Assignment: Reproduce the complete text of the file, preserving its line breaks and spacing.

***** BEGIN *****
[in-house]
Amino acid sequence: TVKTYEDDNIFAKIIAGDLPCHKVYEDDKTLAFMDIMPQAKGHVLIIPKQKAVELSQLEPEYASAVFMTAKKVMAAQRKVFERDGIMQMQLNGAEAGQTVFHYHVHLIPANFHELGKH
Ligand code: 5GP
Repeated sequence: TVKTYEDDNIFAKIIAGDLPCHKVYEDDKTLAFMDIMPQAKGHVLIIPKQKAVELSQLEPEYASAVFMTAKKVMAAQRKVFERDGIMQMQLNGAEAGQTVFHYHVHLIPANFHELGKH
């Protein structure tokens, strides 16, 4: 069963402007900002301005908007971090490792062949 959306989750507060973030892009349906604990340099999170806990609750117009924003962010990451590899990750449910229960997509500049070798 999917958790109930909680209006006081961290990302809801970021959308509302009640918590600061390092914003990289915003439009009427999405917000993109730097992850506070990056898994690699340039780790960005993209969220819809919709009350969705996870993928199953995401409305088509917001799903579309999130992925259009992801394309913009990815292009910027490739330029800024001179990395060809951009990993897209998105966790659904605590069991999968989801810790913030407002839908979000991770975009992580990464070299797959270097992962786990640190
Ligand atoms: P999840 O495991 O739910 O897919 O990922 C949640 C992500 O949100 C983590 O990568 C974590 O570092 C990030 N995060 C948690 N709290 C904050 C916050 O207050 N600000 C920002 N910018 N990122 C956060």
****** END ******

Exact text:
[in-house]
Amino acid sequence: TVKTYEDDNIFAKIIAGDLPCHKVYEDDKTLAFMDIMPQAKGHVLIIPKQKAVELSQLEPEYASAVFMTAKKVMAAQRKVFERDGIMQMQLNGAEAGQTVFHYHVHLIPANFHELGKH
Ligand code: 5GP
Repeated sequence: TVKTYEDDNIFAKIIAGDLPCHKVYEDDKTLAFMDIMPQAKGHVLIIPKQKAVELSQLEPEYASAVFMTAKKVMAAQRKVFERDGIMQMQLNGAEAGQTVFHYHVHLIPANFHELGKH
């Protein structure tokens, strides 16, 4: 069963402007900002301005908007971090490792062949 959306989750507060973030892009349906604990340099999170806990609750117009924003962010990451590899990750449910229960997509500049070798 999917958790109930909680209006006081961290990302809801970021959308509302009640918590600061390092914003990289915003439009009427999405917000993109730097992850506070990056898994690699340039780790960005993209969220819809919709009350969705996870993928199953995401409305088509917001799903579309999130992925259009992801394309913009990815292009910027490739330029800024001179990395060809951009990993897209998105966790659904605590069991999968989801810790913030407002839908979000991770975009992580990464070299797959270097992962786990640190
Ligand atoms: P999840 O495991 O739910 O897919 O990922 C949640 C992500 O949100 C983590 O990568 C974590 O570092 C990030 N995060 C948690 N709290 C904050 C916050 O207050 N600000 C920002 N910018 N990122 C956060």